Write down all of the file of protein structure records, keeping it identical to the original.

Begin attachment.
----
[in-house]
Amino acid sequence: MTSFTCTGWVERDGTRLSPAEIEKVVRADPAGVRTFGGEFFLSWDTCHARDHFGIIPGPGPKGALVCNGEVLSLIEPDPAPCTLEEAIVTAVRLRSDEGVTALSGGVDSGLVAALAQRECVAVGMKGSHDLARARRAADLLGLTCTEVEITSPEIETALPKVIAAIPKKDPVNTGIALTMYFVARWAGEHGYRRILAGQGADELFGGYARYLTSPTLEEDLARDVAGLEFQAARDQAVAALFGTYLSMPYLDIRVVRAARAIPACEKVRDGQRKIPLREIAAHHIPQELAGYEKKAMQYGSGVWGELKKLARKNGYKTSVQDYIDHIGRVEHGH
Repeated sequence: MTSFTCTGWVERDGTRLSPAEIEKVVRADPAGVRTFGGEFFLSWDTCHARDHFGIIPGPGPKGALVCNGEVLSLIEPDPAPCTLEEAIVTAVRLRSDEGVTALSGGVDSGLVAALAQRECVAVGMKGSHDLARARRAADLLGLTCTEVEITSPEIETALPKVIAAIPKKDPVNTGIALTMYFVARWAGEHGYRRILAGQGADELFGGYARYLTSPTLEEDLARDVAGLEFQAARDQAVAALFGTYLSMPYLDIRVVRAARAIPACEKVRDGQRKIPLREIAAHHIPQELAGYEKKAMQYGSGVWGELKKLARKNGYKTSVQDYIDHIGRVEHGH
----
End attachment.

[in-house]
Amino acid sequence: MTSFTCTGWVERDGTRLSPAEIEKVVRADPAGVRTFGGEFFLSWDTCHARDHFGIIPGPGPKGALVCNGEVLSLIEPDPAPCTLEEAIVTAVRLRSDEGVTALSGGVDSGLVAALAQRECVAVGMKGSHDLARARRAADLLGLTCTEVEITSPEIETALPKVIAAIPKKDPVNTGIALTMYFVARWAGEHGYRRILAGQGADELFGGYARYLTSPTLEEDLARDVAGLEFQAARDQAVAALFGTYLSMPYLDIRVVRAARAIPACEKVRDGQRKIPLREIAAHHIPQELAGYEKKAMQYGSGVWGELKKLARKNGYKTSVQDYIDHIGRVEHGH
Repeated sequence: MTSFTCTGWVERDGTRLSPAEIEKVVRADPAGVRTFGGEFFLSWDTCHARDHFGIIPGPGPKGALVCNGEVLSLIEPDPAPCTLEEAIVTAVRLRSDEGVTALSGGVDSGLVAALAQRECVAVGMKGSHDLARARRAADLLGLTCTEVEITSPEIETALPKVIAAIPKKDPVNTGIALTMYFVARWAGEHGYRRILAGQGADELFGGYARYLTSPTLEEDLARDVAGLEFQAARDQAVAALFGTYLSMPYLDIRVVRAARAIPACEKVRDGQRKIPLREIAAHHIPQELAGYEKKAMQYGSGVWGELKKLARKNGYKTSVQDYIDHIGRVEHGH